A. Unfortunately, there is no way of knowing exactly how long a case will last. The court staff will keep you informed about the progress of your case.

Q. What if I am unwell?

A. You need to inform the Procurator Fiscal in advance and supply a medical certificate and/or a letter from your doctor explaining that you are unwell. This is sometimes called a “soul and conscience” letter.

Q. What happens if I cannot attend because I’m on holiday?

A. You should send or email copies of any booking confirmation and details of the case you are involved in to the procurator fiscal.

Q. Can I claim expenses for attending court as a witness?

A. Yes – using the form on the back of your citation, you can claim expenses for travelling to and from the court and an allowance for meals. Cash payments are only made in cases of genuine hardship or emergency. Exceptional costs such as taxi fares, air travel and overnight accommodation must by approved by the procurator fiscal in advance. If you have lost your citation, go to the procurator fiscal’s after giving evidence and you will be issued with a duplicate.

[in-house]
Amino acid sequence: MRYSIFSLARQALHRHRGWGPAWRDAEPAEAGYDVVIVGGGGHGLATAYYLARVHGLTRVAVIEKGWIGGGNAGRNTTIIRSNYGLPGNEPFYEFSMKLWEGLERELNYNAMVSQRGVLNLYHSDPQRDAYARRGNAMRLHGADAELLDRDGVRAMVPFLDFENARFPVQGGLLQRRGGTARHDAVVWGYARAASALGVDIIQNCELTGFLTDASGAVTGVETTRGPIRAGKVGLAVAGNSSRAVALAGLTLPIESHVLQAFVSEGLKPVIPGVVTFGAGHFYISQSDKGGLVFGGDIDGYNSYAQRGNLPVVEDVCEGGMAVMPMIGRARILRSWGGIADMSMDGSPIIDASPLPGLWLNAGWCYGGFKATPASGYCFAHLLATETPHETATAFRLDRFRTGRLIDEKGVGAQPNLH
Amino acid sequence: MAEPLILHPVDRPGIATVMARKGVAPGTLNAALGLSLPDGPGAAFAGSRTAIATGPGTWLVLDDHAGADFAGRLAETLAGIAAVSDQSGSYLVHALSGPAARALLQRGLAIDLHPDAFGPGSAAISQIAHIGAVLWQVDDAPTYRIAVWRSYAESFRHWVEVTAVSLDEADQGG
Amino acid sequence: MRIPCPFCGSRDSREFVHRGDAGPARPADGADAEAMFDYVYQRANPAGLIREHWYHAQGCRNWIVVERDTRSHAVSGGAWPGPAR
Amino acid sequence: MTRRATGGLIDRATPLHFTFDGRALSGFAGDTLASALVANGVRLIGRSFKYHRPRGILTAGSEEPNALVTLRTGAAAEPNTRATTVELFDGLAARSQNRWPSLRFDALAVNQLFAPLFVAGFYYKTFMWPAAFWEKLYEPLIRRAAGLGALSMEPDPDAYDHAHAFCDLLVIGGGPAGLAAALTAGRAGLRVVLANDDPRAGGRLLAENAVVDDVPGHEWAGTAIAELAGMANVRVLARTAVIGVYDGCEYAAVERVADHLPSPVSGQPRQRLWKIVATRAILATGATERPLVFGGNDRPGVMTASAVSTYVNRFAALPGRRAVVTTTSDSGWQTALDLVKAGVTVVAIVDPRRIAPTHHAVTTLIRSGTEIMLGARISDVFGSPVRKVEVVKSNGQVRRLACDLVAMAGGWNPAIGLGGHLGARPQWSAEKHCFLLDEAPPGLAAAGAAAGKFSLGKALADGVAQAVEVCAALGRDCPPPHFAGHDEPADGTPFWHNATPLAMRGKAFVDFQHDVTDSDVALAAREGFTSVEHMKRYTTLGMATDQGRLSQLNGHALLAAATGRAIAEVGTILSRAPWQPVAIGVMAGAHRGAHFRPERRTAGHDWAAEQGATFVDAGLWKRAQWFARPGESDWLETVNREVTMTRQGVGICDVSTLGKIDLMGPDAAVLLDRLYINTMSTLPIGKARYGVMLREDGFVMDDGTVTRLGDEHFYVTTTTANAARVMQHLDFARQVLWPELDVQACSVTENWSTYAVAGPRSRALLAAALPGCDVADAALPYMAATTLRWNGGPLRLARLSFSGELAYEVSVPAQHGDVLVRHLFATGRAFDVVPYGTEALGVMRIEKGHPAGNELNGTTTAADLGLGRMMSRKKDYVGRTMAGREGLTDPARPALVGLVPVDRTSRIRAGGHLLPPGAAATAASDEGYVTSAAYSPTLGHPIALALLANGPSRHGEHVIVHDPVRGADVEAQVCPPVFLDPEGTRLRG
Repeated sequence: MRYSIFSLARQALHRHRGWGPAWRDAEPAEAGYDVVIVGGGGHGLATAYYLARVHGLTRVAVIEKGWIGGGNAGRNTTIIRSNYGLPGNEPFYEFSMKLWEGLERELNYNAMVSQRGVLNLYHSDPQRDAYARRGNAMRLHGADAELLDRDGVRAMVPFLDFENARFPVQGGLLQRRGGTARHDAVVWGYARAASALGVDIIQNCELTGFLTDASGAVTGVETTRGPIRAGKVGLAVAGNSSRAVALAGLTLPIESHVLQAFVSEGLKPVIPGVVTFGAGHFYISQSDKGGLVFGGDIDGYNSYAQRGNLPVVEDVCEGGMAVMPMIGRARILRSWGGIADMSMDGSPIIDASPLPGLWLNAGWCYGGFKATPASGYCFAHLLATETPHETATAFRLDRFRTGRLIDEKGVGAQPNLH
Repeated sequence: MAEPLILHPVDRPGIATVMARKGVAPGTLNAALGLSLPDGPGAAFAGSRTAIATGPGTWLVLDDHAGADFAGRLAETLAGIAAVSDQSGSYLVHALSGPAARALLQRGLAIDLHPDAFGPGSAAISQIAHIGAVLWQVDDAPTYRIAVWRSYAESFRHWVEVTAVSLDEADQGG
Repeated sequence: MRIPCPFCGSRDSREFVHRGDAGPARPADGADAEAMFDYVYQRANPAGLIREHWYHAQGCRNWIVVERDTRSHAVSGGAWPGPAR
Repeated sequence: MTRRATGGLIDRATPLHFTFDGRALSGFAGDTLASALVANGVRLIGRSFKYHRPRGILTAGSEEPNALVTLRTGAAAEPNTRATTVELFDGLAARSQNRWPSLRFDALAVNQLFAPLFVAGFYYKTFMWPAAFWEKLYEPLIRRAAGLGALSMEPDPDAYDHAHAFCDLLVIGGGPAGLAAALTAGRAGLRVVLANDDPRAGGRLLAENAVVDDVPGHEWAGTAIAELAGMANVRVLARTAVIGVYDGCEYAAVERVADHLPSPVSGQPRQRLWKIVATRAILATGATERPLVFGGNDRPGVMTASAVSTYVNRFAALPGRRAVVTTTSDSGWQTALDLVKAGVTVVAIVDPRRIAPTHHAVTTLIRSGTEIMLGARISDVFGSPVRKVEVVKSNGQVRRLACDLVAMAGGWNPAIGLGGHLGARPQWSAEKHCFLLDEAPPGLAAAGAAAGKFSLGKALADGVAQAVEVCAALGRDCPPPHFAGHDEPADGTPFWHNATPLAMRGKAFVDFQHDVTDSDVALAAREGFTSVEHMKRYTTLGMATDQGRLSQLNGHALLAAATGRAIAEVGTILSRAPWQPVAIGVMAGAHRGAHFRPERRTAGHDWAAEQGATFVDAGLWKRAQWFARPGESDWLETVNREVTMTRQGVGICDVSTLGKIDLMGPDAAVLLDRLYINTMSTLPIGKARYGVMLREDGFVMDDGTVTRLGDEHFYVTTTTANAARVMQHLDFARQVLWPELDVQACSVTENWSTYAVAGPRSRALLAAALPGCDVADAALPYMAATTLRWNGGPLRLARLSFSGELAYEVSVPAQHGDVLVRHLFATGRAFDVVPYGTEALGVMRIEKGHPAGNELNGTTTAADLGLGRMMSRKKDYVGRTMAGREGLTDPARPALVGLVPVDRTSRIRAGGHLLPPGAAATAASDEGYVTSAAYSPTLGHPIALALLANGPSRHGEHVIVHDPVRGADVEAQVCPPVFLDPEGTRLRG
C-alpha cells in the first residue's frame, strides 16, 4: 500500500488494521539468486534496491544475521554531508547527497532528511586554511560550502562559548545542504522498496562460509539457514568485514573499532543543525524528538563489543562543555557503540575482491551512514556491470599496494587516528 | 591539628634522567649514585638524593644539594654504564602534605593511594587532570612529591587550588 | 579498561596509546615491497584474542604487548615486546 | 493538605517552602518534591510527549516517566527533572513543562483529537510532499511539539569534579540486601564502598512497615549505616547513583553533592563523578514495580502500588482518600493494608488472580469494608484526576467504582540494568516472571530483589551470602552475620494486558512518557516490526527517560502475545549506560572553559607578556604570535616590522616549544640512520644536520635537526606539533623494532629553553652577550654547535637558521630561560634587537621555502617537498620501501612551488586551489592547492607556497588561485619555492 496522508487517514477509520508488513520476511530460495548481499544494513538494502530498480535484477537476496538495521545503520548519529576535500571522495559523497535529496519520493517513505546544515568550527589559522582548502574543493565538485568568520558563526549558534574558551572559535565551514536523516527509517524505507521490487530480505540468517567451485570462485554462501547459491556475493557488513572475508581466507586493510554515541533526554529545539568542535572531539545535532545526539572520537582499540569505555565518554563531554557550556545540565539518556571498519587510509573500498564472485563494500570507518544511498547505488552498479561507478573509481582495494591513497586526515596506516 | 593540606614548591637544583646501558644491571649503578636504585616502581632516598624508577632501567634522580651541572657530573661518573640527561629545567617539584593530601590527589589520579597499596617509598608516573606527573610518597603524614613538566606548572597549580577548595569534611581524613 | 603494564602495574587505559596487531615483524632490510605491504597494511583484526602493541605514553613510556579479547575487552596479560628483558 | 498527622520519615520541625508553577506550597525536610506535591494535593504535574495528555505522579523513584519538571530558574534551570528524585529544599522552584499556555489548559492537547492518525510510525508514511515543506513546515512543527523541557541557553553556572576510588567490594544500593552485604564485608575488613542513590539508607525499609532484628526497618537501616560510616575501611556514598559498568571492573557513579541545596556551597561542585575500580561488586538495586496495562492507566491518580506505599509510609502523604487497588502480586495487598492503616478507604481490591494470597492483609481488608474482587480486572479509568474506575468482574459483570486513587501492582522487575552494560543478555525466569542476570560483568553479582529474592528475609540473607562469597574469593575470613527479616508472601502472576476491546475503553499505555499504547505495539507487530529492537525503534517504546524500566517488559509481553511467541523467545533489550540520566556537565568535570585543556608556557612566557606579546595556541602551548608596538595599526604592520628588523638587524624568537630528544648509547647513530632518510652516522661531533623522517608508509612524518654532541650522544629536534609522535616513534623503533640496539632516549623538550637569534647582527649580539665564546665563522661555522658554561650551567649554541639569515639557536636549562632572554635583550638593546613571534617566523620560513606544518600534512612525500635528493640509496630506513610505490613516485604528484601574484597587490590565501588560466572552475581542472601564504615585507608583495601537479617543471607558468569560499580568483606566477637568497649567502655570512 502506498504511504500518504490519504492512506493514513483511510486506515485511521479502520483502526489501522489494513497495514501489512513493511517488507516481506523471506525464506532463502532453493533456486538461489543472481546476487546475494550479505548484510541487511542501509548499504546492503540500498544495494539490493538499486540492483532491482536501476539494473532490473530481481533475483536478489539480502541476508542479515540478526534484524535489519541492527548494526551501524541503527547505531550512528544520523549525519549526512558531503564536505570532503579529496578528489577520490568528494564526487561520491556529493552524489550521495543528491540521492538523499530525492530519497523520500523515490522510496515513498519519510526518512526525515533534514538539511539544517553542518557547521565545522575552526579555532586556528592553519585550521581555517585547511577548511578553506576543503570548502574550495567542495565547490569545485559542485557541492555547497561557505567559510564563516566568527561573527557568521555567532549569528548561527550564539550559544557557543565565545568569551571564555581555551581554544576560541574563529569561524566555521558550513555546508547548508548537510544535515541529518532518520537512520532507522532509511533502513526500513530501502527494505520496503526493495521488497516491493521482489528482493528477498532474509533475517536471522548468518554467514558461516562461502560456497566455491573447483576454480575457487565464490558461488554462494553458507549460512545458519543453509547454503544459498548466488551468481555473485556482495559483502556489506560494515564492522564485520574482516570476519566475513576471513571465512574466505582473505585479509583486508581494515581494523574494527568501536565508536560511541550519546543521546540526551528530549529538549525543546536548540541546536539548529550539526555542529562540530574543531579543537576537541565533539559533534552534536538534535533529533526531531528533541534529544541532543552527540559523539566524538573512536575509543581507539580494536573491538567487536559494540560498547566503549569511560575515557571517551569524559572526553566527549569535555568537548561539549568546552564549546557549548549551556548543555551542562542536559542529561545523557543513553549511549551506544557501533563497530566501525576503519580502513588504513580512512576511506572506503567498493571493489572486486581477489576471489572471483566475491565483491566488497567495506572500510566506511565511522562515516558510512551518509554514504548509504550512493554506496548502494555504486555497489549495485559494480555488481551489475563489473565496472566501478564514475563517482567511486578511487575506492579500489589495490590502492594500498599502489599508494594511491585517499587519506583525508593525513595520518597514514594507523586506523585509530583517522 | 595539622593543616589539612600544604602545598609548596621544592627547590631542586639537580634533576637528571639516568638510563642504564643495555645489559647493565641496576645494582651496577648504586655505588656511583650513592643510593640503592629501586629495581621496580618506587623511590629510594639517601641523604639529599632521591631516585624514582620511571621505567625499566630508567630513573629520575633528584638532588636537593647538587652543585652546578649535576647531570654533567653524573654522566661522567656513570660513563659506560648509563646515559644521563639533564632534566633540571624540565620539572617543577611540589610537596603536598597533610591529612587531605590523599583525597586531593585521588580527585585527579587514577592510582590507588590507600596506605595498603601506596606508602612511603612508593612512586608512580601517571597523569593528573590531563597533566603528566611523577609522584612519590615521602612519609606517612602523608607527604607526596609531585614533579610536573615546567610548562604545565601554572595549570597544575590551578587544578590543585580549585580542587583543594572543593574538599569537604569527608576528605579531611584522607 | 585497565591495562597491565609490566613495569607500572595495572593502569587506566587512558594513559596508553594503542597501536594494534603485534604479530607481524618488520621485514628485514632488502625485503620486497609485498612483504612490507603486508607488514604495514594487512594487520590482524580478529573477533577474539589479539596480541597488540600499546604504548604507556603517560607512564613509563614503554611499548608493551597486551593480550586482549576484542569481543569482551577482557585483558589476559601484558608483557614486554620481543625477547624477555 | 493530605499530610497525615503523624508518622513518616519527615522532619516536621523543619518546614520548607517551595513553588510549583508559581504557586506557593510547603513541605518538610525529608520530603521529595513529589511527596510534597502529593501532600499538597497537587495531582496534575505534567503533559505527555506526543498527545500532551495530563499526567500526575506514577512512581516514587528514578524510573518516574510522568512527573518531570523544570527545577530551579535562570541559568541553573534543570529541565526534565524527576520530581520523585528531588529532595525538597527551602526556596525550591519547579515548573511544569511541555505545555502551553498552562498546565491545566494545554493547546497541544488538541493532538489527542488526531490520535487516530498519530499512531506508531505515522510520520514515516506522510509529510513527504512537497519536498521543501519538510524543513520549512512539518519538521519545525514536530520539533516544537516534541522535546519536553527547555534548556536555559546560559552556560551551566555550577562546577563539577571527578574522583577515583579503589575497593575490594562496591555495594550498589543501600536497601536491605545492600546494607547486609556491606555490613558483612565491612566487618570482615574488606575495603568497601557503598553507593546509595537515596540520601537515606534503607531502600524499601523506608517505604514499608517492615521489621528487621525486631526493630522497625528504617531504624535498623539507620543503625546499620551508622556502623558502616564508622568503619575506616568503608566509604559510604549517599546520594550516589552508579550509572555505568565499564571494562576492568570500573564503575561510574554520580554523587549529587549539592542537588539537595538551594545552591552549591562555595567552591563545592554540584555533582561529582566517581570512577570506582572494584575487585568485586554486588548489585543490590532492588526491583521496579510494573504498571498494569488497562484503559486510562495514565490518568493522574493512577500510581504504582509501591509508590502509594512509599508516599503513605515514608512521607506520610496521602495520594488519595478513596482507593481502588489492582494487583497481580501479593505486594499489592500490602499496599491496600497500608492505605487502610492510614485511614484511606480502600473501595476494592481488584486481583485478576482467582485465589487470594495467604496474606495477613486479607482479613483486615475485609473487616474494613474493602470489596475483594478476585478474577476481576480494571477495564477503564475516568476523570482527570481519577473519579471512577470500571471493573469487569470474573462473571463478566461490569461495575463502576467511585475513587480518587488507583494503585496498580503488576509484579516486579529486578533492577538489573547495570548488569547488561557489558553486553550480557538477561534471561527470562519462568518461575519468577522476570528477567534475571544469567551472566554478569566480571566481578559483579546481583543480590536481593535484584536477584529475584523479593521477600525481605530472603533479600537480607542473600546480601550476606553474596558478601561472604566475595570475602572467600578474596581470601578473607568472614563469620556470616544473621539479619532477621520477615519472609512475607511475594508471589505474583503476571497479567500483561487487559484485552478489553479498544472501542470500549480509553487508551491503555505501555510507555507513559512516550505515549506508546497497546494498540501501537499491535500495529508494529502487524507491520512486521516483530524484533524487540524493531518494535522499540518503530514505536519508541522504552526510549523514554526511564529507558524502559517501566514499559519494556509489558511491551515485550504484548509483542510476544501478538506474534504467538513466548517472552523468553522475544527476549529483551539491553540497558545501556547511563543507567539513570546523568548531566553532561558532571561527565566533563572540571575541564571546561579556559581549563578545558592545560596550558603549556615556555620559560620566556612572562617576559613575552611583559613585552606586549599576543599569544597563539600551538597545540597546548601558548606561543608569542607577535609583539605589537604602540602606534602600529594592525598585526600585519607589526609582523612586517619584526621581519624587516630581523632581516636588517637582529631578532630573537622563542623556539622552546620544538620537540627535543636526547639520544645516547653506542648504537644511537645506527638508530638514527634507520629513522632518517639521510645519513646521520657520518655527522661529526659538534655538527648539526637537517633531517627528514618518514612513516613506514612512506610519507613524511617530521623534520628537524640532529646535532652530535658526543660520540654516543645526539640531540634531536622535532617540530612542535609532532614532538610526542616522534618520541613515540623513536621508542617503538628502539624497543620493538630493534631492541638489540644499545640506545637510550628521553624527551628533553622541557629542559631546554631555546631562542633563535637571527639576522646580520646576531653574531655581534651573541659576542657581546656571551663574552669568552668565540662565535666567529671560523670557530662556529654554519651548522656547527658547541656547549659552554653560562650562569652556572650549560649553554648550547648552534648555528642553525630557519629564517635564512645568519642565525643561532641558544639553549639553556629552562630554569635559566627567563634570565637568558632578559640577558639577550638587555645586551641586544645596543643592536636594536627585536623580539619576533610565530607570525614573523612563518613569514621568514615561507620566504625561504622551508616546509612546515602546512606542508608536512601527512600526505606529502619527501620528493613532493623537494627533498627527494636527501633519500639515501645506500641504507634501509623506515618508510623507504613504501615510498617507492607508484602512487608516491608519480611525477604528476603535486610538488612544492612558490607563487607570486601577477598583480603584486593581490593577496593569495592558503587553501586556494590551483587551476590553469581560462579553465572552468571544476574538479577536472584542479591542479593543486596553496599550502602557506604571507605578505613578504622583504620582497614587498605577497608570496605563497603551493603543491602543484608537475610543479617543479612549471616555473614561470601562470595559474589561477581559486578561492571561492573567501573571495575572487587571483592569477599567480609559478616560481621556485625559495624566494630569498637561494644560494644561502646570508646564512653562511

Q. What if I am working?

A. Claims can be made for loss of earnings for witnesses who are employed and self-employed. Let your employer know in advance that you have been asked to give evidence. By law, your employer must release you for the duration of the trial.

Q. Are there childcare facilities in court buildings?